I am very good at moving. Prior to committing to a permanent location and man I would sign a new lease every six months to a year. I even spent a year backpacking across this country and a few others. I love the change, the revaluation, placing my hands on each of my items and falling in love with them all over again, or purging unnecessary items.
I think that moving regularly creates a change and flux necessary in life. It removes the possibility of becoming stagnant and complacent with the life one is creating. Because that is the hope, that we are creating our life, not letting it happen to us. It causes you to reprioritize and reset so that changes are possible. That being said it’s also super duper hard to do, especially with three children, but I would rather focus on the positive side effects.
Love is an easy concept for me. I love the places, like all the places. I have always had a strong nostalgia for the places I have lived and the people I have met. Since having my own gaggle of kiddos the places I have lived hold a new importance in my life. When I think of our first family home where my son was born, my impressions are nursing my him in the living room, or placing him in the yard to play with our dog Levi. It is not the orchard blooming in the spring time, or the waterfall in the three-tiered garden that now holds significance. When I think of The home where our first daughter was born, I remember people coming in and reading to her on the couch or teaching her to wash dishes in the sink with me. What no longer the first response is the fact that the home was the perfect size for us, or that from the kitchen window you could see the whole valley. And when I think of the home where our last child was born I remember the difficulty in becoming a family of five, I remember my daughters laugh every time somebody came to the door and I remember watching my children sitting on the front porch sharing a bowl of watermelon. It is not a relevant fact that the house was 9000 ft.² or that it was the cultural hub of the community at one point in time. When I became a parent to each one of my children something that previously held important faded away and my house became a home to my family.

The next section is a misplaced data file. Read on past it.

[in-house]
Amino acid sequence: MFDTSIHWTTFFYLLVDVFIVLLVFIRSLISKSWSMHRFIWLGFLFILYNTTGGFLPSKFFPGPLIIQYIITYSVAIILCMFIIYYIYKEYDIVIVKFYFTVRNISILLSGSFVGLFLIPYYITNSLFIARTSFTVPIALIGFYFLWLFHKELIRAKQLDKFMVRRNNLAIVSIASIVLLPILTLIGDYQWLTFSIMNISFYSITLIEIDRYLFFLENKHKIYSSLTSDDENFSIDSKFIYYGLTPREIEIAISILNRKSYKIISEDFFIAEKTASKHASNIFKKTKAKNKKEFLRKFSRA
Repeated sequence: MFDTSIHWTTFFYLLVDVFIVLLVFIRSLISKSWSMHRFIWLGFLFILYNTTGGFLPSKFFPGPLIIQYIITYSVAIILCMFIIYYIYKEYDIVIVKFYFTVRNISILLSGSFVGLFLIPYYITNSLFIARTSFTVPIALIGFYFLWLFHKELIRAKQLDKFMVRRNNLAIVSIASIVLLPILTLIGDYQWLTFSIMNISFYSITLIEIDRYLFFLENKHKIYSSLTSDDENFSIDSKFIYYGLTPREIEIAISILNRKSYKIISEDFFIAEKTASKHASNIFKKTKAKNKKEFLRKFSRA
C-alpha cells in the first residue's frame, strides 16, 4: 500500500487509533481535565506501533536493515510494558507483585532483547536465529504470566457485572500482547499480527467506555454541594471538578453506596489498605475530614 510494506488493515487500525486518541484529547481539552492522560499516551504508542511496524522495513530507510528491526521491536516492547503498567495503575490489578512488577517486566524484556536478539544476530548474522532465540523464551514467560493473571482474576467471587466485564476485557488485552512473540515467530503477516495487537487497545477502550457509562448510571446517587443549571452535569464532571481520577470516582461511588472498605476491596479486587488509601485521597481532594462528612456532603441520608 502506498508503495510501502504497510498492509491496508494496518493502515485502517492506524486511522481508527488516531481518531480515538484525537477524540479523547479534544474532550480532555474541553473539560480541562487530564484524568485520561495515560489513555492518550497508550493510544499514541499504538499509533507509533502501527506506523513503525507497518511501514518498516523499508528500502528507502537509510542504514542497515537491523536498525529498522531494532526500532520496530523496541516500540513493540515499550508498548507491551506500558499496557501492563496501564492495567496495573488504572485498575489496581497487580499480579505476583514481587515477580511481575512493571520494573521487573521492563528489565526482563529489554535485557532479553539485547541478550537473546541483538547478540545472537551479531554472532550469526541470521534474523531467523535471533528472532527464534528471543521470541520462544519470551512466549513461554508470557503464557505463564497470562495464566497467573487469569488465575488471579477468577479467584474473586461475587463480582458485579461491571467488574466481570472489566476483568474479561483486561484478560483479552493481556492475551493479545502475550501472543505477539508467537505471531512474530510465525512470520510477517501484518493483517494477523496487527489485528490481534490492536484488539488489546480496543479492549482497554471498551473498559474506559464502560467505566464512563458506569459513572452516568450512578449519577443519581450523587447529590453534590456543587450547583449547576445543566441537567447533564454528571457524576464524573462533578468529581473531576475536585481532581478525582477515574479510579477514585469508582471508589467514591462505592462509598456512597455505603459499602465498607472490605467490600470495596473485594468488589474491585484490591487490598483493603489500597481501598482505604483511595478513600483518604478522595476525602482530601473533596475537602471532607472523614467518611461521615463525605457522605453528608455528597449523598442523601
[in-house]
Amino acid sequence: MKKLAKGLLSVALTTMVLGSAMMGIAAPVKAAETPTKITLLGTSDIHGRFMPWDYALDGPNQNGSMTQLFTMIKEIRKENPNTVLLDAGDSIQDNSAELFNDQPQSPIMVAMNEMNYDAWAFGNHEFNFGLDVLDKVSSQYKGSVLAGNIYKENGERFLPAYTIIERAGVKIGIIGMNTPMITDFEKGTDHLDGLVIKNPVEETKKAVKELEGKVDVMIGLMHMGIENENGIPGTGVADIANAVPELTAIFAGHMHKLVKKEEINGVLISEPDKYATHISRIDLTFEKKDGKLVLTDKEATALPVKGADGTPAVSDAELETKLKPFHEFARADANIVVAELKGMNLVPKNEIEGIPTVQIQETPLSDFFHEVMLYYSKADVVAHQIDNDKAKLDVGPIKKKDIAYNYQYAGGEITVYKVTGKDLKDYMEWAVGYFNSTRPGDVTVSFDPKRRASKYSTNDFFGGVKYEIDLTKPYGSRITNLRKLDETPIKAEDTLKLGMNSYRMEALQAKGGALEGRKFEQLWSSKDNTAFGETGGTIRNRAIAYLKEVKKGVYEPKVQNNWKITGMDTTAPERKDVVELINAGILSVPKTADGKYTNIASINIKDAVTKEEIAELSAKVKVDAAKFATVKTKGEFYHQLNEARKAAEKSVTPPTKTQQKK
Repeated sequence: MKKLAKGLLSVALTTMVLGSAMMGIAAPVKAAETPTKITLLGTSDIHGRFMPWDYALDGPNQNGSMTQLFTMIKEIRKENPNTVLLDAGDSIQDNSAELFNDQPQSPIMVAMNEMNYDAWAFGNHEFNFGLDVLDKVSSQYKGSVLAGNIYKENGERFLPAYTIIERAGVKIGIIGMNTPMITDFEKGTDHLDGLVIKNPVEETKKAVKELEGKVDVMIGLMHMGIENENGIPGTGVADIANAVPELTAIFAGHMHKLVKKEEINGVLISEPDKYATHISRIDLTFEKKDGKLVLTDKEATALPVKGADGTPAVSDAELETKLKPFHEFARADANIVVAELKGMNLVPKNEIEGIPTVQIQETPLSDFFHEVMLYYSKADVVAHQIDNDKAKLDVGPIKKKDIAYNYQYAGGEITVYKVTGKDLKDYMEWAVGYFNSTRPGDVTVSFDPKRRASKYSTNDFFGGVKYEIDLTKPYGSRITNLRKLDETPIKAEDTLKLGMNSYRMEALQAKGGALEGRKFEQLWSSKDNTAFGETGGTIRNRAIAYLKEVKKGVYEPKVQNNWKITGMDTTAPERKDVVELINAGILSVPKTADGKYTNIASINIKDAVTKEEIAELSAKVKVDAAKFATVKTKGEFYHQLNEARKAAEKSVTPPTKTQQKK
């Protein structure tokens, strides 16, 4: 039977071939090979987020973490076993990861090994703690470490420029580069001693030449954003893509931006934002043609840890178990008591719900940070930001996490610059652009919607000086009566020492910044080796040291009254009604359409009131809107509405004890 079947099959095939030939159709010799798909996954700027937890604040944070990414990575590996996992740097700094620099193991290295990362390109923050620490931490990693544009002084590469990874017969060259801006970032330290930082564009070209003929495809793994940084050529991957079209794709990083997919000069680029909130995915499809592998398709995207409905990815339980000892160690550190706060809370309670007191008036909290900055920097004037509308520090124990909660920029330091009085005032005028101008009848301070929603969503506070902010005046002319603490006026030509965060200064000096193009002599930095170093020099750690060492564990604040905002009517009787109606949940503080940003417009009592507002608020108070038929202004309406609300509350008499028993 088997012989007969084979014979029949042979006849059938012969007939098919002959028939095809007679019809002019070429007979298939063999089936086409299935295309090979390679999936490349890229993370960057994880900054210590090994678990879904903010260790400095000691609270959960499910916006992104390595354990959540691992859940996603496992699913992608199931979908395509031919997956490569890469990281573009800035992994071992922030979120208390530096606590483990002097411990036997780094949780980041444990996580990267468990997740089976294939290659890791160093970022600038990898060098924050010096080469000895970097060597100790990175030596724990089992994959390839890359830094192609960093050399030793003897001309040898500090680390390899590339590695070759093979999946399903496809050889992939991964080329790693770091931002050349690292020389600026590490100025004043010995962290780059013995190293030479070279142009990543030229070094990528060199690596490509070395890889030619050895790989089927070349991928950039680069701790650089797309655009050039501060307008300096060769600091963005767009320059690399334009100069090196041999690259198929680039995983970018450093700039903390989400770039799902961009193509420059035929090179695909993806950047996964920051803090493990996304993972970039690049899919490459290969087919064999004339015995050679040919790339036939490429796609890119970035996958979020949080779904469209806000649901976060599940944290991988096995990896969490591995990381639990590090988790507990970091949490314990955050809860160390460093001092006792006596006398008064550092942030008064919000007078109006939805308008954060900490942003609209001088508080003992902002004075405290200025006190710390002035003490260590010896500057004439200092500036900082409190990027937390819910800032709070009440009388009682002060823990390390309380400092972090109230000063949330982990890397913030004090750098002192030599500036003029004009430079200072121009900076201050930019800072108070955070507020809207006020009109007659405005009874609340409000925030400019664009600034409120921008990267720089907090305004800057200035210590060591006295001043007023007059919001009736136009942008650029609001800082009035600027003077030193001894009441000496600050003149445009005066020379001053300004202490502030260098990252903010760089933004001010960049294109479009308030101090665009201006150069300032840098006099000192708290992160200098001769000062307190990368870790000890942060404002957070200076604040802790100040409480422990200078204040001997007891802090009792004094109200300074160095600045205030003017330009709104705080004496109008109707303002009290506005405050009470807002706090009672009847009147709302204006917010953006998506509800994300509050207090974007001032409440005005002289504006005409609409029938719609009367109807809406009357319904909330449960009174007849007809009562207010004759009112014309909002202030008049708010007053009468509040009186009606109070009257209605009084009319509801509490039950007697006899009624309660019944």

Beyond just the views of the physical location that we live in, having children has also changed my relationship to the items themselves in my home. Items that were once prized possessions that I thought I would see in my final days have now become replaceable objects. Every day I wake up with a peace in my heart accepting that today something might get broken or that today something may no longer be needed, and that is OK. I also find that many of the objects in my home I have held onto because they were given to me by people I love, some of them no longer with us on this earth. I used to think having those things around me brought those people and their memories closer to me. What a realize now is that my children are component parts of the people I have loved. When I look into their eyes I see each of my family members, when I hear their laugh it reminds me of time well spent with loved ones, and so while those items are still wonderful and still adorn my home does not mean I need to keep all of them forever.
So if you find yourself on the eve of a move welcome the opportunity for reflection and growth. It may not mean the same thing to you that it does me, and that’s great. Let it open your eyes and then share that with the rest of us in the comment section below.